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The battle of lengths

England's seamers have been more effective than Australia's when bowling a good length, but Australia's pace attack has been more lethal off other lengths ESPNcricinfo Ltd

The MCG pitch has been roundly criticised after the first day of the Boxing Day Test, and rightly so. The lack of pace and bounce on the track has resulted in an attritional battle, with most of the batsmen struggling to time their strokes and score quickly, and equally, the bowlers struggling to extract much from the pitch to get wickets. Apart from David Warner, none of the batsmen managed a strike-rate of 50 on the opening day (though Steven Smith, the man who can do almost anything, is nearly there).

On such a surface, the key attributes for both batsmen and bowlers are patience and discipline, virtues that are more English than Australian. When England's seamers bowled on a good length on the first day, Australia hardly managed anything apart from a defensive bat: off 221 such balls, only 39 runs were scored and three wickets lost - that is a scoring rate of 1.05 runs per over. Shaun Marsh scored a solitary run off 37 good-length balls during his unbeaten 31.

However, against all other lengths from the seamers, they scored 148 from 236 balls without losing a wicket, which is a rate of 3.76 runs per over. In the first session, when Warner was blazing away, the rate was 5.54 (73 from 79 balls). That England's seamers gave away these runs would disappoint them, while Australia would be pleased they lost only three wickets in conditions that are atypical for their batsmen.


James Anderson was vocal in his criticism of the pitch after the first day, but these conditions should suit England more than the conditions in the three earlier Tests. For one, pitching it on a good length seems to be more profitable for the seamers here than in the first three Tests: as the table below shows, scoring off the length ball wasn't as tough in the three previous Tests.


Second, keeping it on a good length and inducing errors from the batsmen is a more English way of taking wickets than an Australian way. In this series itself, there is hardly any aspect in which Australia haven't bossed England, but the good-length ball has been more profitable for England: their fast bowlers have averaged 30.94 runs per wicket when bowling that length, compared to 41 for Australia. The hosts' preferred method has been to blast batsmen out with back of a length, short or full balls, which is borne out by their stats when bowling any length other than the good length: they have averaged 19.3 compared to England's woeful 60.66.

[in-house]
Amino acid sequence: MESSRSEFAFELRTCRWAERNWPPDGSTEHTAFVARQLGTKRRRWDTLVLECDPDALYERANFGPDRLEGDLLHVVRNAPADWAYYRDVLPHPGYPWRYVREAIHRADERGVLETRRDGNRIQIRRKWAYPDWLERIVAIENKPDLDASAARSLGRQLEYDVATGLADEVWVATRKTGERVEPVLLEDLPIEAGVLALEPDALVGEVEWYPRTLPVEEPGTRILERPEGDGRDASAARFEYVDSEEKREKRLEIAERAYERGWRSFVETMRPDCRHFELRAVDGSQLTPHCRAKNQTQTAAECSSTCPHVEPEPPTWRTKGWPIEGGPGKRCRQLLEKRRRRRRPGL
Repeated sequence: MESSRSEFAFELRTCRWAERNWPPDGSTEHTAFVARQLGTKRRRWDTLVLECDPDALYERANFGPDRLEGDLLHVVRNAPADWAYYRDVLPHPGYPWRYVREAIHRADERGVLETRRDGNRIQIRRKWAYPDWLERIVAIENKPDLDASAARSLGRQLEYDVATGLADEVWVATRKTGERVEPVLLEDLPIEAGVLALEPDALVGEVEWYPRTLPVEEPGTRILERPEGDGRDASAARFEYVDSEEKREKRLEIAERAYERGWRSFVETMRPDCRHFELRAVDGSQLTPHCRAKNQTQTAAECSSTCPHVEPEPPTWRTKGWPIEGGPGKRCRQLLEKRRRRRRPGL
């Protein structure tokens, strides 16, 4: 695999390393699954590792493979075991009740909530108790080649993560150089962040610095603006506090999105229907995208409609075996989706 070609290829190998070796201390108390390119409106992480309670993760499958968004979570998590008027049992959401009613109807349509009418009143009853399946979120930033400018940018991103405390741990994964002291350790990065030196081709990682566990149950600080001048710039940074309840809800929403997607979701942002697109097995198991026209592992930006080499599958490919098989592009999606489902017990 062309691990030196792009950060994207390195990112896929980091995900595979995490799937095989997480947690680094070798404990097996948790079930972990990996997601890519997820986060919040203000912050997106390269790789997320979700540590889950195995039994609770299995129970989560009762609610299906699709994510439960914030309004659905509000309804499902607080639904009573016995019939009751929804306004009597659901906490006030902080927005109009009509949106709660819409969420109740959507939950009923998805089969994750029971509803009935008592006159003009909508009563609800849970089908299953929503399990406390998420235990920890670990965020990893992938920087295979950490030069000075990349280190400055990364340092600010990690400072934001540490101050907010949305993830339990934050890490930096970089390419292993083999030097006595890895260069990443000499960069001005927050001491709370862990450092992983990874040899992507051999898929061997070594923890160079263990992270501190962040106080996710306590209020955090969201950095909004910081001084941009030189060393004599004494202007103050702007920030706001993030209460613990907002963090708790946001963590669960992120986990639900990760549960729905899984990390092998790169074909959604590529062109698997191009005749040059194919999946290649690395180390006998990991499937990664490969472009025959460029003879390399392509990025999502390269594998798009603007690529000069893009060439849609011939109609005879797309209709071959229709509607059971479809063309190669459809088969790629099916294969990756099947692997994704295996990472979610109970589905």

These numbers also explain why England have been so lethal in home conditions, where the good length fetches them far greater rewards by way of seam movement and wickets. The relative lack of pace in England also makes the short ball - and hence the full delivery - less effective than in Australia.

In this series so far, all the Australian quick bowlers have averaged more than 33 when bowling the good-length ball - Mitchell Starc has averaged 33.6 (five wickets), Josh Hazlewood 36.25 (four wickets) and Pat Cummins 55 (three wickets). On this surface, Jackson Bird's bowling style might be more suited to the conditions than Starc's, but England's batsmen should still fancy themselves to put up more runs on the board than they did in the first three Tests. For Australia, it will be a test of whether to stick their trusted method in the belief that it will work here as well, or whether to adapt and prove to England that they can beat them at the good-length game too.